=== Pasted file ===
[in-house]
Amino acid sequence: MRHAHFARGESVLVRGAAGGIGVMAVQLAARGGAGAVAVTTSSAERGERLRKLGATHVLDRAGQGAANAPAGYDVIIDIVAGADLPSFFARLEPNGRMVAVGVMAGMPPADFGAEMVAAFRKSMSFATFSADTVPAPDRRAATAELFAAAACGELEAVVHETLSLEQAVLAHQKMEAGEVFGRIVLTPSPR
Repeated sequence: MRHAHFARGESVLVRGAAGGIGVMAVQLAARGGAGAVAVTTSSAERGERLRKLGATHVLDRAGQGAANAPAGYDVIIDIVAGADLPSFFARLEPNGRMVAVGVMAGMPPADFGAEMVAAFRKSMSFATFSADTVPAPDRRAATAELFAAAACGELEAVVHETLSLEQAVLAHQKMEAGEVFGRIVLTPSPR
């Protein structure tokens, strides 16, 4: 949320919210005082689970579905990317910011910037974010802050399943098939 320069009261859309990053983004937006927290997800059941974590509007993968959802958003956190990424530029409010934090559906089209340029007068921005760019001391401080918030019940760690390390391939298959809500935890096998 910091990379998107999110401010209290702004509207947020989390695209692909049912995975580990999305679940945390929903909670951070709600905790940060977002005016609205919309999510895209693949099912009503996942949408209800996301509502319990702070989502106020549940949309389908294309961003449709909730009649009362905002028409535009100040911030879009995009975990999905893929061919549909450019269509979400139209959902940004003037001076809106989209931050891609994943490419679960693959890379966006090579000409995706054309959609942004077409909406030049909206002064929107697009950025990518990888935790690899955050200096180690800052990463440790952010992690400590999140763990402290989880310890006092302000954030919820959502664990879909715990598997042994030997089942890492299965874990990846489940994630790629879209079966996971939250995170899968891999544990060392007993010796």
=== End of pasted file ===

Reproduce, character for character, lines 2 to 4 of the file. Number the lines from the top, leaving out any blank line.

Amino acid sequence: MRHAHFARGESVLVRGAAGGIGVMAVQLAARGGAGAVAVTTSSAERGERLRKLGATHVLDRAGQGAANAPAGYDVIIDIVAGADLPSFFARLEPNGRMVAVGVMAGMPPADFGAEMVAAFRKSMSFATFSADTVPAPDRRAATAELFAAAACGELEAVVHETLSLEQAVLAHQKMEAGEVFGRIVLTPSPR
Repeated sequence: MRHAHFARGESVLVRGAAGGIGVMAVQLAARGGAGAVAVTTSSAERGERLRKLGATHVLDRAGQGAANAPAGYDVIIDIVAGADLPSFFARLEPNGRMVAVGVMAGMPPADFGAEMVAAFRKSMSFATFSADTVPAPDRRAATAELFAAAACGELEAVVHETLSLEQAVLAHQKMEAGEVFGRIVLTPSPR
């Protein structure tokens, strides 16, 4: 949320919210005082689970579905990317910011910037974010802050399943098939 320069009261859309990053983004937006927290997800059941974590509007993968959802958003956190990424530029409010934090559906089209340029007068921005760019001391401080918030019940760690390390391939298959809500935890096998 910091990379998107999110401010209290702004509207947020989390695209692909049912995975580990999305679940945390929903909670951070709600905790940060977002005016609205919309999510895209693949099912009503996942949408209800996301509502319990702070989502106020549940949309389908294309961003449709909730009649009362905002028409535009100040911030879009995009975990999905893929061919549909450019269509979400139209959902940004003037001076809106989209931050891609994943490419679960693959890379966006090579000409995706054309959609942004077409909406030049909206002064929107697009950025990518990888935790690899955050200096180690800052990463440790952010992690400590999140763990402290989880310890006092302000954030919820959502664990879909715990598997042994030997089942890492299965874990990846489940994630790629879209079966996971939250995170899968891999544990060392007993010796």